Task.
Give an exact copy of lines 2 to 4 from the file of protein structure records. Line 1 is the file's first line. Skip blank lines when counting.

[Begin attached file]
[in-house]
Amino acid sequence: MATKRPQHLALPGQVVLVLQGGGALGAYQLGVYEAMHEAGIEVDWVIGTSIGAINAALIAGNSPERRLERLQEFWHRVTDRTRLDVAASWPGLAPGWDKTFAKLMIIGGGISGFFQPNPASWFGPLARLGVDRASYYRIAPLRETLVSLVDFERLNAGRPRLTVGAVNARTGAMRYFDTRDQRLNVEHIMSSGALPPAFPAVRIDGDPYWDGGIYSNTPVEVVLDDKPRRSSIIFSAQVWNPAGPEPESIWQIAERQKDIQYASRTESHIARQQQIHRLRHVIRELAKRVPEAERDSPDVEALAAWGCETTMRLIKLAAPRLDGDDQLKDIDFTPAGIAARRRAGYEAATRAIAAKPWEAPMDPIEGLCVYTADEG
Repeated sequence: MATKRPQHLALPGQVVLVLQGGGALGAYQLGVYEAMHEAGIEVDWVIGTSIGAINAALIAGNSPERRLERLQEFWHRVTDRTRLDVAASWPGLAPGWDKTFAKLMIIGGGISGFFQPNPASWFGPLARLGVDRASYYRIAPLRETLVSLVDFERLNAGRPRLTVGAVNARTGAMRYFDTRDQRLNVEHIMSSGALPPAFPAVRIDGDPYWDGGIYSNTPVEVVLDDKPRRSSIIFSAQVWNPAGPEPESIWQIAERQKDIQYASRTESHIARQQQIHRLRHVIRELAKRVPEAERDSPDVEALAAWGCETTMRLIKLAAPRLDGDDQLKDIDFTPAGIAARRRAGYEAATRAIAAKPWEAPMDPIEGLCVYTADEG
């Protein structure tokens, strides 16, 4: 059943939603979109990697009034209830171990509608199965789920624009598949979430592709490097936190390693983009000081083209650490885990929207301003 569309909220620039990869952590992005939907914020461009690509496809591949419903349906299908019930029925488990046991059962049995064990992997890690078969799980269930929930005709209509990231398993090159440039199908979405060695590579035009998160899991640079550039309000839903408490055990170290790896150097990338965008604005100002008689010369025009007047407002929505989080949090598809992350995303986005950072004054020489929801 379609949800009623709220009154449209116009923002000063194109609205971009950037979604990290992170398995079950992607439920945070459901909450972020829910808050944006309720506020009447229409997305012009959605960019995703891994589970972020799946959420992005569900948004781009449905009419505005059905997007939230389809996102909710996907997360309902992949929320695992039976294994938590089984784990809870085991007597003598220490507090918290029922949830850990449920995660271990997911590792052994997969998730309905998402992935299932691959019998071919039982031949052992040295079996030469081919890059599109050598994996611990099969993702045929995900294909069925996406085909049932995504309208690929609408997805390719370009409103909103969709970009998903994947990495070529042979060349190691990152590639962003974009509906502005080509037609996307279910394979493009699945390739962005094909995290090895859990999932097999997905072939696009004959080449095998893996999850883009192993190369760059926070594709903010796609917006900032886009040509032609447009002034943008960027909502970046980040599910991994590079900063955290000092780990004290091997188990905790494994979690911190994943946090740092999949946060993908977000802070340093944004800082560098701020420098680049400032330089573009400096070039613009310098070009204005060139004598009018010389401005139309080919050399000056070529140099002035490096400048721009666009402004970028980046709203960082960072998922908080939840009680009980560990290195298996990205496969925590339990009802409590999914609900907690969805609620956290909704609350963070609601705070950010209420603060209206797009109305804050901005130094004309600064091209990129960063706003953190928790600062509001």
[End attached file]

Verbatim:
Amino acid sequence: MATKRPQHLALPGQVVLVLQGGGALGAYQLGVYEAMHEAGIEVDWVIGTSIGAINAALIAGNSPERRLERLQEFWHRVTDRTRLDVAASWPGLAPGWDKTFAKLMIIGGGISGFFQPNPASWFGPLARLGVDRASYYRIAPLRETLVSLVDFERLNAGRPRLTVGAVNARTGAMRYFDTRDQRLNVEHIMSSGALPPAFPAVRIDGDPYWDGGIYSNTPVEVVLDDKPRRSSIIFSAQVWNPAGPEPESIWQIAERQKDIQYASRTESHIARQQQIHRLRHVIRELAKRVPEAERDSPDVEALAAWGCETTMRLIKLAAPRLDGDDQLKDIDFTPAGIAARRRAGYEAATRAIAAKPWEAPMDPIEGLCVYTADEG
Repeated sequence: MATKRPQHLALPGQVVLVLQGGGALGAYQLGVYEAMHEAGIEVDWVIGTSIGAINAALIAGNSPERRLERLQEFWHRVTDRTRLDVAASWPGLAPGWDKTFAKLMIIGGGISGFFQPNPASWFGPLARLGVDRASYYRIAPLRETLVSLVDFERLNAGRPRLTVGAVNARTGAMRYFDTRDQRLNVEHIMSSGALPPAFPAVRIDGDPYWDGGIYSNTPVEVVLDDKPRRSSIIFSAQVWNPAGPEPESIWQIAERQKDIQYASRTESHIARQQQIHRLRHVIRELAKRVPEAERDSPDVEALAAWGCETTMRLIKLAAPRLDGDDQLKDIDFTPAGIAARRRAGYEAATRAIAAKPWEAPMDPIEGLCVYTADEG
């Protein structure tokens, strides 16, 4: 059943939603979109990697009034209830171990509608199965789920624009598949979430592709490097936190390693983009000081083209650490885990929207301003 569309909220620039990869952590992005939907914020461009690509496809591949419903349906299908019930029925488990046991059962049995064990992997890690078969799980269930929930005709209509990231398993090159440039199908979405060695590579035009998160899991640079550039309000839903408490055990170290790896150097990338965008604005100002008689010369025009007047407002929505989080949090598809992350995303986005950072004054020489929801 379609949800009623709220009154449209116009923002000063194109609205971009950037979604990290992170398995079950992607439920945070459901909450972020829910808050944006309720506020009447229409997305012009959605960019995703891994589970972020799946959420992005569900948004781009449905009419505005059905997007939230389809996102909710996907997360309902992949929320695992039976294994938590089984784990809870085991007597003598220490507090918290029922949830850990449920995660271990997911590792052994997969998730309905998402992935299932691959019998071919039982031949052992040295079996030469081919890059599109050598994996611990099969993702045929995900294909069925996406085909049932995504309208690929609408997805390719370009409103909103969709970009998903994947990495070529042979060349190691990152590639962003974009509906502005080509037609996307279910394979493009699945390739962005094909995290090895859990999932097999997905072939696009004959080449095998893996999850883009192993190369760059926070594709903010796609917006900032886009040509032609447009002034943008960027909502970046980040599910991994590079900063955290000092780990004290091997188990905790494994979690911190994943946090740092999949946060993908977000802070340093944004800082560098701020420098680049400032330089573009400096070039613009310098070009204005060139004598009018010389401005139309080919050399000056070529140099002035490096400048721009666009402004970028980046709203960082960072998922908080939840009680009980560990290195298996990205496969925590339990009802409590999914609900907690969805609620956290909704609350963070609601705070950010209420603060209206797009109305804050901005130094004309600064091209990129960063706003953190928790600062509001």